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The Hitler Conspiracies: The Third Reich and the Paranoid Imagination (Allen Lane) by Richard J Evans

It isn’t often that historians can boast about claiming a scalp. Such a privilege is usually reserved for journalists, or mafia hitmen. Yet when Richard Evans, then Professor of Modern History at Cambridge, took the stand in a 2000 libel trial against Deborah Lipstadt, what occurred was the most satisfyingly complete evisceration of a body of work ever put to record. By the time Evans was finished, David Irving – a well-regarded if controversial writer of popular Second World War histories – was nothing but a puddle of ooze on the courtroom floor: unmasked as a second-rate forger, serial liar, and all-around Nazi sympathiser. Irving’s reputation never recovered. We’ve been blessed by his absence.

It is also a rare thing that facts, on their own, truly matter. Since at least 2016, as the detritus of the internet bled into everyday life, there has been plenty of vexed hand wringing about "post-truth" and "alternative facts"; without a firm basis in evidence, the claim goes, liberal society will not survive. Richard Evans is disturbed by this decline, and The Hitler Conspiracies: The Third Reich and the Paranoid Imagination is his defence of the long hard slog of doing history, as well as a polemic against those who belong to (in the tundra-like dryness of his humour) “communities of alternative knowledge.” This is, he asserts, “a book for our own troubled times.”

Over five tight and methodical chapters, Evans handily deals with some emerging untruths about the Second World War, Hitler, Nazism, and the midnight of the century. Far from being the "warrant for genocide", as so many have alleged, the Protocols of the Elders of Zion was a bad, boring, and hysterical construction, and even then, was barely referenced by the Nazis; they had arisen with their own versions of antisemitism, race "science", and will to power already built in. Rudolf Hess was not acting on secret orders from Hitler when he flew to Scotland in 1941 seeking peace from British appeasers and anti-communists. Nor was Germany "stabbed in the back" at the end of the First World War – the infamous Dolchstoss myth that fuelled so much interwar reaction. Far from being a covert communist or stormtrooper plot, the burning of the Reichstag in 1933 was in fact carried out by a lone anarchist. Lastly, and most enjoyably in the book, Evans deals with the persistent rumours that Hitler didn’t blast his brains out in April 1945 but instead fled to some kind of serene senescence in South America.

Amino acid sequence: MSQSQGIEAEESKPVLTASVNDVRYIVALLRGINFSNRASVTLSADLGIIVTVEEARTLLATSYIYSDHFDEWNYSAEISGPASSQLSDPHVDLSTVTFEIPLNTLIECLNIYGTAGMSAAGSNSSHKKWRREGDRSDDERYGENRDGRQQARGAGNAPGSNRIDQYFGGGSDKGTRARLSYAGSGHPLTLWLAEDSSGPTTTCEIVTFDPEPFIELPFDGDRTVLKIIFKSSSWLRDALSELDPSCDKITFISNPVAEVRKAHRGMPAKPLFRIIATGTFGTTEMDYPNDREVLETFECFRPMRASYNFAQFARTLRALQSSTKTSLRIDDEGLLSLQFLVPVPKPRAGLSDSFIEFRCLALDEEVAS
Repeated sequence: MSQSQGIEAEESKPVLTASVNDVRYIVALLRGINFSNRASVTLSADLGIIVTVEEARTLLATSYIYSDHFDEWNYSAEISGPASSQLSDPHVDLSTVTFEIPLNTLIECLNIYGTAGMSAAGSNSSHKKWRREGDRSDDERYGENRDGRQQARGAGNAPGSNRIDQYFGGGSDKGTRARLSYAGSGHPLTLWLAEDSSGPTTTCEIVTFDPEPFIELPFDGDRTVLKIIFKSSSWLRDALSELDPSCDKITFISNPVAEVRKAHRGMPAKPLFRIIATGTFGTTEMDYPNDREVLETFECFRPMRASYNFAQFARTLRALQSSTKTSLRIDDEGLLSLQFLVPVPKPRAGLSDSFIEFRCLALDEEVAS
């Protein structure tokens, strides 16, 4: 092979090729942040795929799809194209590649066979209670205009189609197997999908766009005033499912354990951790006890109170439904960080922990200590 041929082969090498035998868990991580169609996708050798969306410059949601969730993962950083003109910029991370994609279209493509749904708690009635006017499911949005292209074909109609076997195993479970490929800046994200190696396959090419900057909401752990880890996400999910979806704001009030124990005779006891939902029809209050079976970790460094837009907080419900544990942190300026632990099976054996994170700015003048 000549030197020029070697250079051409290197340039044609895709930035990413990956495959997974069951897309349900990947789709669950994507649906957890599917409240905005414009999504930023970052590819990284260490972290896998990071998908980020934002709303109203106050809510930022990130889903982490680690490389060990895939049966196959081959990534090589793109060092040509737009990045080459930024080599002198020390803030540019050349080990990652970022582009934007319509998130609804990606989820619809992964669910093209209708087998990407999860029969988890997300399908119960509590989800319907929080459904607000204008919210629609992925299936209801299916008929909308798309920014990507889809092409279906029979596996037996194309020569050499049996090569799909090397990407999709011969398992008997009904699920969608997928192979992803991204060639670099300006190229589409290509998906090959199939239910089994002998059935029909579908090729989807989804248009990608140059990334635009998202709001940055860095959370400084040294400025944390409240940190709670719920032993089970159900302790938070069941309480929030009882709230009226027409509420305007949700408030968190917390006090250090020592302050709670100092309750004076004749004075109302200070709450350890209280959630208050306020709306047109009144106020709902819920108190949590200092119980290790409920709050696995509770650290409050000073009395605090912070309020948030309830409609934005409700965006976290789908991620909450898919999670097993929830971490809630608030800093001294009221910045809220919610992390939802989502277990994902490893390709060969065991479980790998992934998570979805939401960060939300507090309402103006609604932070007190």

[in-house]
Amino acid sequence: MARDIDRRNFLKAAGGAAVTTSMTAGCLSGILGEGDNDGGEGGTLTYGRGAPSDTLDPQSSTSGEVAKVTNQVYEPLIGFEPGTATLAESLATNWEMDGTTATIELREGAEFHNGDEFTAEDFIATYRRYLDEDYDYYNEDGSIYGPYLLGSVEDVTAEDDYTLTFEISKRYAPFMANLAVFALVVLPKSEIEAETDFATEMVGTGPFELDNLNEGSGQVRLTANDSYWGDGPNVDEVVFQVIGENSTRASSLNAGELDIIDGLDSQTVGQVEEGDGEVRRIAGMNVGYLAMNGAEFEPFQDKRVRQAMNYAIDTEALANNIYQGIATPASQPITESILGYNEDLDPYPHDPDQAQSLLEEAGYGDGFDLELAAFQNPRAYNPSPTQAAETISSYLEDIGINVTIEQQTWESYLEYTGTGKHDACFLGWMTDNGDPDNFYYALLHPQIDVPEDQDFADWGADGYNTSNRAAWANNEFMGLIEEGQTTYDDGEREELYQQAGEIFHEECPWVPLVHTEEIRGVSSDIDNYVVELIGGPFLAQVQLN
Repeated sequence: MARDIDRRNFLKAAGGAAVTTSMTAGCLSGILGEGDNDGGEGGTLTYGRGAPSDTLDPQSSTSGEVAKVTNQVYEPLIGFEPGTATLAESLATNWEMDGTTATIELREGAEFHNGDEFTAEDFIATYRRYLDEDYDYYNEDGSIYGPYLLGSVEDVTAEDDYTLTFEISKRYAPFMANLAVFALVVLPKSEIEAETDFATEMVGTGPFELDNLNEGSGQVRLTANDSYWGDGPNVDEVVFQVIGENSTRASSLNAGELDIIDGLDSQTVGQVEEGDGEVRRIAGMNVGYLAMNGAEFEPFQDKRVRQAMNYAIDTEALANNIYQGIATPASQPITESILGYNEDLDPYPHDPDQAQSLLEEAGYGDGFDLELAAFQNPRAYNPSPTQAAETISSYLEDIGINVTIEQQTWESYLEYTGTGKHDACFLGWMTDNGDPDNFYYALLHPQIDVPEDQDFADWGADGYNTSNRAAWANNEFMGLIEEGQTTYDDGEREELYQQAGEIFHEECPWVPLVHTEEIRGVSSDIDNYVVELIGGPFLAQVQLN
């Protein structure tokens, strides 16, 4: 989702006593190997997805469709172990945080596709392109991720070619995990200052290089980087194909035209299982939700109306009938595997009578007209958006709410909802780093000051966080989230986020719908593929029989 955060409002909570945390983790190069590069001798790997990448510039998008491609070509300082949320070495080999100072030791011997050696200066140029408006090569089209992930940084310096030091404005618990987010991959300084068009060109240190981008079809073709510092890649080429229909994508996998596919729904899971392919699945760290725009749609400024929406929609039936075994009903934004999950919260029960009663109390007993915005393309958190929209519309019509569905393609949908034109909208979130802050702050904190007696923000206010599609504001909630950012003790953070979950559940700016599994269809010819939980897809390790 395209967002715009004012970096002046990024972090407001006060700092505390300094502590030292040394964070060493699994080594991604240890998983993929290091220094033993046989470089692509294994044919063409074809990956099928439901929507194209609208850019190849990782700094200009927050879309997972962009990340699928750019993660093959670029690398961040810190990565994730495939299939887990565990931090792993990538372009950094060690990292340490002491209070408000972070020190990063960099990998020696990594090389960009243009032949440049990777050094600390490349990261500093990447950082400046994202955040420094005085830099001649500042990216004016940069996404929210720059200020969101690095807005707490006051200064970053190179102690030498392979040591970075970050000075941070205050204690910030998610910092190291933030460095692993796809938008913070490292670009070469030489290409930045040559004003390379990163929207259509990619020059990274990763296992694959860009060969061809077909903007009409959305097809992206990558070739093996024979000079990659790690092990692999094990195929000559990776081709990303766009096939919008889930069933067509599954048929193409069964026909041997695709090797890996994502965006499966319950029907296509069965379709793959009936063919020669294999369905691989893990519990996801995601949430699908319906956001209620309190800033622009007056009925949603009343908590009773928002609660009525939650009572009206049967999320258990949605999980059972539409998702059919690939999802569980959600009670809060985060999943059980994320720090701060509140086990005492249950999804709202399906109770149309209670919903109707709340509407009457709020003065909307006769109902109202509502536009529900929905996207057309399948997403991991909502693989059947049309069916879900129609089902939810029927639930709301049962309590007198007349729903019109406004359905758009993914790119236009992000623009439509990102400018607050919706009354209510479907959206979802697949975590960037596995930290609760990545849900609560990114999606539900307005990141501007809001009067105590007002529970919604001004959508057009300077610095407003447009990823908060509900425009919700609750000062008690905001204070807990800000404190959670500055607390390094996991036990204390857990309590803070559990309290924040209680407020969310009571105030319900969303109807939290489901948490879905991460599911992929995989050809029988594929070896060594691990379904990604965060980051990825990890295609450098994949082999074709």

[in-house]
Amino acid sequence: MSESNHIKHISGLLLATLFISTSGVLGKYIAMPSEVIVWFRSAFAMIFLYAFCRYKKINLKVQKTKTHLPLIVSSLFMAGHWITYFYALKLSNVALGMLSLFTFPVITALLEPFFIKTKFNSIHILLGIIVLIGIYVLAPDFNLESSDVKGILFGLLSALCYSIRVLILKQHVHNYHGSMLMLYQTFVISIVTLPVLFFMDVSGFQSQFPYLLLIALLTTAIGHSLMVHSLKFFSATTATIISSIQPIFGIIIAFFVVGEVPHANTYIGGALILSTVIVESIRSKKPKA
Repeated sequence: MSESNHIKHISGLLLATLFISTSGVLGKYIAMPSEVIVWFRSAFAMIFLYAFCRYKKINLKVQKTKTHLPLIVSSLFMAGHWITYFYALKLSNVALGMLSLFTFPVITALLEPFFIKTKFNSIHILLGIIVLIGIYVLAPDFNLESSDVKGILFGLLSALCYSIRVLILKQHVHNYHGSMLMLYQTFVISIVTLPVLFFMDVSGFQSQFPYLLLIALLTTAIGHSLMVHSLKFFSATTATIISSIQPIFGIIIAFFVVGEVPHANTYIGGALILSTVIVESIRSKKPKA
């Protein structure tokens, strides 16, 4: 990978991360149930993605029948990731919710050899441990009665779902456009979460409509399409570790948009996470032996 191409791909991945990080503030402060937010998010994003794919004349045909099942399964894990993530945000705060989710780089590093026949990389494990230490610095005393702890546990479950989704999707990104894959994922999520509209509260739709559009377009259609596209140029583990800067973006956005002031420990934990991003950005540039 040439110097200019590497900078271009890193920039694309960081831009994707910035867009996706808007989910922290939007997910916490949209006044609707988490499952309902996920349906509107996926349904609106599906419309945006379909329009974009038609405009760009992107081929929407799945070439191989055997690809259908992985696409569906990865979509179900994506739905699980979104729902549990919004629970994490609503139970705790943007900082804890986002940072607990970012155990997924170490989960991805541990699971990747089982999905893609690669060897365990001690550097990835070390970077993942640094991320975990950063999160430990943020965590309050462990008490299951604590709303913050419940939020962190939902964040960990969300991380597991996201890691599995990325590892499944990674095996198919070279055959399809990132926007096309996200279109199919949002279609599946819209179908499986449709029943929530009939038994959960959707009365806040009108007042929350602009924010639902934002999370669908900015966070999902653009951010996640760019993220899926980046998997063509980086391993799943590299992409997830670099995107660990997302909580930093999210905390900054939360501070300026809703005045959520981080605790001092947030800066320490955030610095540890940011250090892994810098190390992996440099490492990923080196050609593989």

“Absolutely no basis in reality”; “no evidence at all to back up allegations”; “absence of any real facts”; “fantastical claims”; Evans is ruthless and even-handed in his demolition of these fabulations, while also musing on the broader pull and allure of conspiracies. Yet there are some differences which Evans elides: not all "post-truths" are so easily dismissible as conspiracy theory. Disinformation (the deliberate sowing of uncertainty) is quite distinct from ratfucking (targeted sabotage), and neither necessarily requires an element of conspiracy. In turn, propaganda can contain aspects of all three. Correctly identifying what the fiction represents is the first task in attempting to respond. And just as important as knowing how to argue against falsehood is understanding what drives people to it in the first instance.

Evans frequently bumps into some provocative thoughts which, unfortunately, aren’t brought up to the modern day. He intuits early on that conspiracies provide “a key to understanding seemingly incomprehensible, complex events and processes, from wars and revolutions to stock exchange crashes and economic crises…The puzzling complexities of politics and society are reduced to a simple formula that everyone can understand.” Indeed, conspiracies are frequently the refuge of the dispossessed and the alienated, frustrated with their own inability to influence a wider world dissolving in detail and over-information. In this sense, conspiracy theorising fulfils a need to bring order, sense, and focus to an otherwise chaotic existence. “For some,” Evans writes, “it’s a chance to enter alternate or parallel worlds where they can mould and control reality rather than having to confront its intractable complexities.”

The question for those who care deeply about the decline of shared experience, the very existence of a wider truth is thus: why is our own world so cacophonously unendurable that we must flee to another? What can be done to mend it? Facts alone, I fear, won’t do the trick.